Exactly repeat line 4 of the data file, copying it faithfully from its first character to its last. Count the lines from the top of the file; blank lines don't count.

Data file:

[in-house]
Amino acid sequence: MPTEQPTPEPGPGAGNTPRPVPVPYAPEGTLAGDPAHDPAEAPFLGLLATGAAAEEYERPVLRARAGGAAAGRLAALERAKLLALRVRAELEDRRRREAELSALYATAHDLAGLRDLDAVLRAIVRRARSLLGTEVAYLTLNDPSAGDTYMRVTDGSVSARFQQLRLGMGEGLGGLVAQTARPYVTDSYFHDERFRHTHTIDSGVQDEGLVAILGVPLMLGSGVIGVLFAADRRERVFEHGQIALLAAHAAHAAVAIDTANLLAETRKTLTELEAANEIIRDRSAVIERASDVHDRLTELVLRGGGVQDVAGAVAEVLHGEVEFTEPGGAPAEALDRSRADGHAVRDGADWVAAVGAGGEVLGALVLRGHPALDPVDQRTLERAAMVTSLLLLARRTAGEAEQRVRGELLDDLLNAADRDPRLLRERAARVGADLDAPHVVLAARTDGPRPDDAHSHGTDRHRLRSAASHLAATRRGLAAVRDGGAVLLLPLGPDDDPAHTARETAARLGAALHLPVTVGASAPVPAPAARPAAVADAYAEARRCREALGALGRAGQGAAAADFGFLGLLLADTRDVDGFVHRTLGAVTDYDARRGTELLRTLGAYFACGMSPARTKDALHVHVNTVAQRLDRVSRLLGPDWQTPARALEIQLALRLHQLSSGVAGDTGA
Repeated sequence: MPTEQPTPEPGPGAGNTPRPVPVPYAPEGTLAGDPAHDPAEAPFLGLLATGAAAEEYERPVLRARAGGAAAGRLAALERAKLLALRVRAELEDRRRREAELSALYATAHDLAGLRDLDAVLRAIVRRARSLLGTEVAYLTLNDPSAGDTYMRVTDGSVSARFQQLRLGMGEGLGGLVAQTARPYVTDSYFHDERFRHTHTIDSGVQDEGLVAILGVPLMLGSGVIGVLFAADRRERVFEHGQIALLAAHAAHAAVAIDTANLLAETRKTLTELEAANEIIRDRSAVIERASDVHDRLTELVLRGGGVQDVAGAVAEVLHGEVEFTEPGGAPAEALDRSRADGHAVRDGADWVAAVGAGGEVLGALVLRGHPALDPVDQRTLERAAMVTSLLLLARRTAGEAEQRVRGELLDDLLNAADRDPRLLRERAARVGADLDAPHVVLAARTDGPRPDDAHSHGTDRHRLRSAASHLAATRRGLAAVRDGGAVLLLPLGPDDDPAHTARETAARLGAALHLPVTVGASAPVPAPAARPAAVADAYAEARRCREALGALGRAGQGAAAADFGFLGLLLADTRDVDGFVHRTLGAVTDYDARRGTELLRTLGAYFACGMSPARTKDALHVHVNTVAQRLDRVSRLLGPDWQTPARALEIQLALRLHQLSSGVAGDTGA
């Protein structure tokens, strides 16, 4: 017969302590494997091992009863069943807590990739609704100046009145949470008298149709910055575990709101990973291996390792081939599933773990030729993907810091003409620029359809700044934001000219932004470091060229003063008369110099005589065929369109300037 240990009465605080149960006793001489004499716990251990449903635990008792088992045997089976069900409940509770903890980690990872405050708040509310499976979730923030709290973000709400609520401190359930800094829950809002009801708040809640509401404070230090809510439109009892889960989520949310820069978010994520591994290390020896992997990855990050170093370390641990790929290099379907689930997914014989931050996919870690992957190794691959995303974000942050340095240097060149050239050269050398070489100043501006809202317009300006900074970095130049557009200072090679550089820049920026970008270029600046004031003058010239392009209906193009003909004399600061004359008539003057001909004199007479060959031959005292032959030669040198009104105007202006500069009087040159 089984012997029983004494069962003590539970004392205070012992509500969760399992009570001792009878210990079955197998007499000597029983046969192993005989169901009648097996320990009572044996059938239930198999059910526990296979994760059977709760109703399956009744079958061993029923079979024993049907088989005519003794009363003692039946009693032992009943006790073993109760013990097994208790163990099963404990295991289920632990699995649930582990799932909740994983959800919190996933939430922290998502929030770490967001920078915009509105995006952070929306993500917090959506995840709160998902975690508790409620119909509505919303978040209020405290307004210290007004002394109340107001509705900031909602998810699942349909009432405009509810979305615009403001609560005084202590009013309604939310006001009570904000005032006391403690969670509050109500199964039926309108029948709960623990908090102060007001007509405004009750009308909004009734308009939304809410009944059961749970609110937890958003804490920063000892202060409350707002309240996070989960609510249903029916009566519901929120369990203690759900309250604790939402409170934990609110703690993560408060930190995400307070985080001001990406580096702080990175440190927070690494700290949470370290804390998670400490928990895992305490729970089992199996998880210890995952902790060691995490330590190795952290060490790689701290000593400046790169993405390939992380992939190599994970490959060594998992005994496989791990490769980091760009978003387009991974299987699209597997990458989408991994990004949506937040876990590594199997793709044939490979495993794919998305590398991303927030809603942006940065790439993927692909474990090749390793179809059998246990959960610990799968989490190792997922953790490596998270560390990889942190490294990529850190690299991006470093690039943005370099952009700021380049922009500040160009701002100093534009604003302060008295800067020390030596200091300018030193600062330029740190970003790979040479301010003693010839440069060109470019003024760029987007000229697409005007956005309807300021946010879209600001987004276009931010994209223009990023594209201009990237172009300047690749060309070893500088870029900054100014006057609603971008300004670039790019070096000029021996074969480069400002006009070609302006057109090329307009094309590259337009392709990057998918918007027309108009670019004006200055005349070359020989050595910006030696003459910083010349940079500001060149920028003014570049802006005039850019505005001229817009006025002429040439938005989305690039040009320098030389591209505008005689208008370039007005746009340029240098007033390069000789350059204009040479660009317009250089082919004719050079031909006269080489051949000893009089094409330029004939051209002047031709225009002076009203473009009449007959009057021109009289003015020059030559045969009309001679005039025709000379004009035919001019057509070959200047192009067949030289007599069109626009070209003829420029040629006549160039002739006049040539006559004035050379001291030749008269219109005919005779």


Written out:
């Protein structure tokens, strides 16, 4: 017969302590494997091992009863069943807590990739609704100046009145949470008298149709910055575990709101990973291996390792081939599933773990030729993907810091003409620029359809700044934001000219932004470091060229003063008369110099005589065929369109300037 240990009465605080149960006793001489004499716990251990449903635990008792088992045997089976069900409940509770903890980690990872405050708040509310499976979730923030709290973000709400609520401190359930800094829950809002009801708040809640509401404070230090809510439109009892889960989520949310820069978010994520591994290390020896992997990855990050170093370390641990790929290099379907689930997914014989931050996919870690992957190794691959995303974000942050340095240097060149050239050269050398070489100043501006809202317009300006900074970095130049557009200072090679550089820049920026970008270029600046004031003058010239392009209906193009003909004399600061004359008539003057001909004199007479060959031959005292032959030669040198009104105007202006500069009087040159 089984012997029983004494069962003590539970004392205070012992509500969760399992009570001792009878210990079955197998007499000597029983046969192993005989169901009648097996320990009572044996059938239930198999059910526990296979994760059977709760109703399956009744079958061993029923079979024993049907088989005519003794009363003692039946009693032992009943006790073993109760013990097994208790163990099963404990295991289920632990699995649930582990799932909740994983959800919190996933939430922290998502929030770490967001920078915009509105995006952070929306993500917090959506995840709160998902975690508790409620119909509505919303978040209020405290307004210290007004002394109340107001509705900031909602998810699942349909009432405009509810979305615009403001609560005084202590009013309604939310006001009570904000005032006391403690969670509050109500199964039926309108029948709960623990908090102060007001007509405004009750009308909004009734308009939304809410009944059961749970609110937890958003804490920063000892202060409350707002309240996070989960609510249903029916009566519901929120369990203690759900309250604790939402409170934990609110703690993560408060930190995400307070985080001001990406580096702080990175440190927070690494700290949470370290804390998670400490928990895992305490729970089992199996998880210890995952902790060691995490330590190795952290060490790689701290000593400046790169993405390939992380992939190599994970490959060594998992005994496989791990490769980091760009978003387009991974299987699209597997990458989408991994990004949506937040876990590594199997793709044939490979495993794919998305590398991303927030809603942006940065790439993927692909474990090749390793179809059998246990959960610990799968989490190792997922953790490596998270560390990889942190490294990529850190690299991006470093690039943005370099952009700021380049922009500040160009701002100093534009604003302060008295800067020390030596200091300018030193600062330029740190970003790979040479301010003693010839440069060109470019003024760029987007000229697409005007956005309807300021946010879209600001987004276009931010994209223009990023594209201009990237172009300047690749060309070893500088870029900054100014006057609603971008300004670039790019070096000029021996074969480069400002006009070609302006057109090329307009094309590259337009392709990057998918918007027309108009670019004006200055005349070359020989050595910006030696003459910083010349940079500001060149920028003014570049802006005039850019505005001229817009006025002429040439938005989305690039040009320098030389591209505008005689208008370039007005746009340029240098007033390069000789350059204009040479660009317009250089082919004719050079031909006269080489051949000893009089094409330029004939051209002047031709225009002076009203473009009449007959009057021109009289003015020059030559045969009309001679005039025709000379004009035919001019057509070959200047192009067949030289007599069109626009070209003829420029040629006549160039002739006049040539006559004035050379001291030749008269219109005919005779």